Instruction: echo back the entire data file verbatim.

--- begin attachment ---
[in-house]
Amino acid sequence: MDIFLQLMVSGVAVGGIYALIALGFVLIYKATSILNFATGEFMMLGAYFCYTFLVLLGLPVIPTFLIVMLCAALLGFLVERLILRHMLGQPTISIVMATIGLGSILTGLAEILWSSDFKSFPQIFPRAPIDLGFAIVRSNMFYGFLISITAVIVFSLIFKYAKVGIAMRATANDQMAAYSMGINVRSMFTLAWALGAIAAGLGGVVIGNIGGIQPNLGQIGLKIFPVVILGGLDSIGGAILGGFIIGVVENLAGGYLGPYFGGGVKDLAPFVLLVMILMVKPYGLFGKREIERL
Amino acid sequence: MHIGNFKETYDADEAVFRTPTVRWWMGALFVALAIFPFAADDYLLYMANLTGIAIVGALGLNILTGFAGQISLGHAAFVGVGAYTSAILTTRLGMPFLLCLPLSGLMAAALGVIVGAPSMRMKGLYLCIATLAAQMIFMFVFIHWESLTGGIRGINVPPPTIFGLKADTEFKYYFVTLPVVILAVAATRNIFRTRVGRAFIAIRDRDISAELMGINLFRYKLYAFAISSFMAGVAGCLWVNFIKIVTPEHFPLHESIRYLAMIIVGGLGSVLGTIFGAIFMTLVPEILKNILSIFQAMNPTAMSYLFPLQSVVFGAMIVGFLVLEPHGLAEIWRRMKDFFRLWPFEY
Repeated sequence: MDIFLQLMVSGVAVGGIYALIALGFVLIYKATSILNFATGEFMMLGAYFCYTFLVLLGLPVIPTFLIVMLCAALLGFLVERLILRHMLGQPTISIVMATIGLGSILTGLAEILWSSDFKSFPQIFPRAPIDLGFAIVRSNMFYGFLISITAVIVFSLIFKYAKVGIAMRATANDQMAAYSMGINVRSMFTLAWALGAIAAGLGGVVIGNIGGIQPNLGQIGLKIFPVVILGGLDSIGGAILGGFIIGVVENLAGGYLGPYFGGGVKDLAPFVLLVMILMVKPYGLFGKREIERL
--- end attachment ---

[in-house]
Amino acid sequence: MDIFLQLMVSGVAVGGIYALIALGFVLIYKATSILNFATGEFMMLGAYFCYTFLVLLGLPVIPTFLIVMLCAALLGFLVERLILRHMLGQPTISIVMATIGLGSILTGLAEILWSSDFKSFPQIFPRAPIDLGFAIVRSNMFYGFLISITAVIVFSLIFKYAKVGIAMRATANDQMAAYSMGINVRSMFTLAWALGAIAAGLGGVVIGNIGGIQPNLGQIGLKIFPVVILGGLDSIGGAILGGFIIGVVENLAGGYLGPYFGGGVKDLAPFVLLVMILMVKPYGLFGKREIERL
Amino acid sequence: MHIGNFKETYDADEAVFRTPTVRWWMGALFVALAIFPFAADDYLLYMANLTGIAIVGALGLNILTGFAGQISLGHAAFVGVGAYTSAILTTRLGMPFLLCLPLSGLMAAALGVIVGAPSMRMKGLYLCIATLAAQMIFMFVFIHWESLTGGIRGINVPPPTIFGLKADTEFKYYFVTLPVVILAVAATRNIFRTRVGRAFIAIRDRDISAELMGINLFRYKLYAFAISSFMAGVAGCLWVNFIKIVTPEHFPLHESIRYLAMIIVGGLGSVLGTIFGAIFMTLVPEILKNILSIFQAMNPTAMSYLFPLQSVVFGAMIVGFLVLEPHGLAEIWRRMKDFFRLWPFEY
Repeated sequence: MDIFLQLMVSGVAVGGIYALIALGFVLIYKATSILNFATGEFMMLGAYFCYTFLVLLGLPVIPTFLIVMLCAALLGFLVERLILRHMLGQPTISIVMATIGLGSILTGLAEILWSSDFKSFPQIFPRAPIDLGFAIVRSNMFYGFLISITAVIVFSLIFKYAKVGIAMRATANDQMAAYSMGINVRSMFTLAWALGAIAAGLGGVVIGNIGGIQPNLGQIGLKIFPVVILGGLDSIGGAILGGFIIGVVENLAGGYLGPYFGGGVKDLAPFVLLVMILMVKPYGLFGKREIERL